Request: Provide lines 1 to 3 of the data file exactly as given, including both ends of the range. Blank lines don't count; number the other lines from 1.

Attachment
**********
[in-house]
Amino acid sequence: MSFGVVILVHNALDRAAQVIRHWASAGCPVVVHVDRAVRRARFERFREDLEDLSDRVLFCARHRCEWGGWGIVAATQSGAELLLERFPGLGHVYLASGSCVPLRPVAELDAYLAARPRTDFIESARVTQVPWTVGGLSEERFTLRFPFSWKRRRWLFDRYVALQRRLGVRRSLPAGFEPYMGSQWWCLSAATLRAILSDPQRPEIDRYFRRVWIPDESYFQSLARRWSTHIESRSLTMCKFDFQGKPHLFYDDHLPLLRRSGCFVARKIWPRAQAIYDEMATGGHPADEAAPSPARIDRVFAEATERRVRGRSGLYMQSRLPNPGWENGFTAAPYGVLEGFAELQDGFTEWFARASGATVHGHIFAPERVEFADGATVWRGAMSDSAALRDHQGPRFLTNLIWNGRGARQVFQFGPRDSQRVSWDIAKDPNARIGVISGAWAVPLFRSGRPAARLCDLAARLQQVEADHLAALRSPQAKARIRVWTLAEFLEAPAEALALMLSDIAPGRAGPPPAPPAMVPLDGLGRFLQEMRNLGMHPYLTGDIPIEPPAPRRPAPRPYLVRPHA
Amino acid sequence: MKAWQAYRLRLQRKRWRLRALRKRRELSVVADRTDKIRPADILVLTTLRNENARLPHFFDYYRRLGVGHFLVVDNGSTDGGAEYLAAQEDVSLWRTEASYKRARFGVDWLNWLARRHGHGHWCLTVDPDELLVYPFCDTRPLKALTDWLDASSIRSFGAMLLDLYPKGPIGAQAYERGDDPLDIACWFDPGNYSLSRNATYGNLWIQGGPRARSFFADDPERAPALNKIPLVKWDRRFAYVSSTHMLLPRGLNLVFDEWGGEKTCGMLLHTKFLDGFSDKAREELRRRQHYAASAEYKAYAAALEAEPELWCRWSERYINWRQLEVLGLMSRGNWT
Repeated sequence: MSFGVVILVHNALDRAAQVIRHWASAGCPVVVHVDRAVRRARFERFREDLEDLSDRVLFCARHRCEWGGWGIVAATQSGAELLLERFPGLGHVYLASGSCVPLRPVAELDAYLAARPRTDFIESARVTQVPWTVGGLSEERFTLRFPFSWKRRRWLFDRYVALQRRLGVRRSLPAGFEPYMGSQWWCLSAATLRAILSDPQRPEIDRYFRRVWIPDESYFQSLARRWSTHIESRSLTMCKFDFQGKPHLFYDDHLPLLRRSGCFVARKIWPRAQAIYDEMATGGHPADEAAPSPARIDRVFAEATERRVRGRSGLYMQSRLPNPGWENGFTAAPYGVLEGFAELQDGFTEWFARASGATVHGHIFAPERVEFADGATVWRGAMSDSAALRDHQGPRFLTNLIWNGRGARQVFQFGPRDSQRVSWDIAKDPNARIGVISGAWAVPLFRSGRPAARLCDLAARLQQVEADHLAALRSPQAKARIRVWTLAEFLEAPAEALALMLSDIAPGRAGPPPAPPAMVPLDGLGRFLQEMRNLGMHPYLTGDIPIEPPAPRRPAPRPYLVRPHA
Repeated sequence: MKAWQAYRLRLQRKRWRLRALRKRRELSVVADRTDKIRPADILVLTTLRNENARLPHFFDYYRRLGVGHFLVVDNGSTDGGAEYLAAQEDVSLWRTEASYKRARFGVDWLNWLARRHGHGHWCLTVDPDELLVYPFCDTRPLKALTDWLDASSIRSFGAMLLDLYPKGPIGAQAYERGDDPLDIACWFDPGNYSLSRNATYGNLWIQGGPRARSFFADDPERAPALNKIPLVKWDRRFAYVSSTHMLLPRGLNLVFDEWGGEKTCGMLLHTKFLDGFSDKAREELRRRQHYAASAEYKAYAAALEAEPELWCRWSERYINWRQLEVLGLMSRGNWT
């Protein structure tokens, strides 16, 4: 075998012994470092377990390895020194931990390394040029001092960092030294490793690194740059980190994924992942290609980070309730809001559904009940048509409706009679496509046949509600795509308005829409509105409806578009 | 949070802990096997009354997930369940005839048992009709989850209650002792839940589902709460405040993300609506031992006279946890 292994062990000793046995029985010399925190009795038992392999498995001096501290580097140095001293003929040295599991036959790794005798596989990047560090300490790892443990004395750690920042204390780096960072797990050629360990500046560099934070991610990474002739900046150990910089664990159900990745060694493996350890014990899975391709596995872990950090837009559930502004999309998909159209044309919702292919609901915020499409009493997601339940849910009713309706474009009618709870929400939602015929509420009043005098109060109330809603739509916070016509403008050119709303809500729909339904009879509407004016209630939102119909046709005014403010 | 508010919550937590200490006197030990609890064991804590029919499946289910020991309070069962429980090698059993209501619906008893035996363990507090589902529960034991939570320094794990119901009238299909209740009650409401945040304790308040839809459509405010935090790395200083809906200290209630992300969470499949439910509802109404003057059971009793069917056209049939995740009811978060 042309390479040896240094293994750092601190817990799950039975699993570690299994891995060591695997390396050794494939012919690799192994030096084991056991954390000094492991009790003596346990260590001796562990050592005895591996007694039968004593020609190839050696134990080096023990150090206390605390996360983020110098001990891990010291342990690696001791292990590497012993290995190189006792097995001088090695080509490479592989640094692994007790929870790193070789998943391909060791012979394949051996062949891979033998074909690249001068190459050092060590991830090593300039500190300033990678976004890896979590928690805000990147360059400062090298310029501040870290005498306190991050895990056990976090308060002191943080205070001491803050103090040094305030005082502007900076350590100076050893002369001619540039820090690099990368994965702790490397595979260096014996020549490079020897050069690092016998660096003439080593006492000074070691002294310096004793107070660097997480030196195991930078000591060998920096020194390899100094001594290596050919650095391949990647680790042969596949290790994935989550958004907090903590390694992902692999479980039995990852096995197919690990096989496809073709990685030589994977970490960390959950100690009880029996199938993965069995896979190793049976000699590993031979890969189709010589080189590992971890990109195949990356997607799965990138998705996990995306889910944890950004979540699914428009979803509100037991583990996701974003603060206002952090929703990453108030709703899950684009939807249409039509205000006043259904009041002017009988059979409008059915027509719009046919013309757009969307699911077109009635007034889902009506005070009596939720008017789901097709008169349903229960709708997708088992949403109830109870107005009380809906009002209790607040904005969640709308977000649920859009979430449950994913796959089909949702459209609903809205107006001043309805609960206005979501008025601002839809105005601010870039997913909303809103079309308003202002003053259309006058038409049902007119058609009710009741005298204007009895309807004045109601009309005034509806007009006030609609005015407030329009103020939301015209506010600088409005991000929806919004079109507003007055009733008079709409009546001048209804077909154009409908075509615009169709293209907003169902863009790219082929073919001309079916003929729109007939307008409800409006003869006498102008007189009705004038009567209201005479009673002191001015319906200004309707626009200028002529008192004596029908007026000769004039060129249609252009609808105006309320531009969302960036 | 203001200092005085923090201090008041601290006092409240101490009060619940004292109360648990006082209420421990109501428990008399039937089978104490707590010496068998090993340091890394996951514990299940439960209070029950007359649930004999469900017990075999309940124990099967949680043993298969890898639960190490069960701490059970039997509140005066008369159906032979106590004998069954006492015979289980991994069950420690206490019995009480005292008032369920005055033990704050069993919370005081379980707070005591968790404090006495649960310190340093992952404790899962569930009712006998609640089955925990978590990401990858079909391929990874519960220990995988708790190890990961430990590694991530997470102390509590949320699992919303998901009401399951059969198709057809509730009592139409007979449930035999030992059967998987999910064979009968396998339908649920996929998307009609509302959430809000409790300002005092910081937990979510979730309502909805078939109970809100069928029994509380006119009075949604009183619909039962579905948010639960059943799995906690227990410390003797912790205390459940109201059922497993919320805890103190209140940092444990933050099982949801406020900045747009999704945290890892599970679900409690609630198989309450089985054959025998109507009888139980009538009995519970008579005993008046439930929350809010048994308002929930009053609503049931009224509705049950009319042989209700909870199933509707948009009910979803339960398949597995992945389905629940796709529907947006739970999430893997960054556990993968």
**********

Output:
[in-house]
Amino acid sequence: MSFGVVILVHNALDRAAQVIRHWASAGCPVVVHVDRAVRRARFERFREDLEDLSDRVLFCARHRCEWGGWGIVAATQSGAELLLERFPGLGHVYLASGSCVPLRPVAELDAYLAARPRTDFIESARVTQVPWTVGGLSEERFTLRFPFSWKRRRWLFDRYVALQRRLGVRRSLPAGFEPYMGSQWWCLSAATLRAILSDPQRPEIDRYFRRVWIPDESYFQSLARRWSTHIESRSLTMCKFDFQGKPHLFYDDHLPLLRRSGCFVARKIWPRAQAIYDEMATGGHPADEAAPSPARIDRVFAEATERRVRGRSGLYMQSRLPNPGWENGFTAAPYGVLEGFAELQDGFTEWFARASGATVHGHIFAPERVEFADGATVWRGAMSDSAALRDHQGPRFLTNLIWNGRGARQVFQFGPRDSQRVSWDIAKDPNARIGVISGAWAVPLFRSGRPAARLCDLAARLQQVEADHLAALRSPQAKARIRVWTLAEFLEAPAEALALMLSDIAPGRAGPPPAPPAMVPLDGLGRFLQEMRNLGMHPYLTGDIPIEPPAPRRPAPRPYLVRPHA
Amino acid sequence: MKAWQAYRLRLQRKRWRLRALRKRRELSVVADRTDKIRPADILVLTTLRNENARLPHFFDYYRRLGVGHFLVVDNGSTDGGAEYLAAQEDVSLWRTEASYKRARFGVDWLNWLARRHGHGHWCLTVDPDELLVYPFCDTRPLKALTDWLDASSIRSFGAMLLDLYPKGPIGAQAYERGDDPLDIACWFDPGNYSLSRNATYGNLWIQGGPRARSFFADDPERAPALNKIPLVKWDRRFAYVSSTHMLLPRGLNLVFDEWGGEKTCGMLLHTKFLDGFSDKAREELRRRQHYAASAEYKAYAAALEAEPELWCRWSERYINWRQLEVLGLMSRGNWT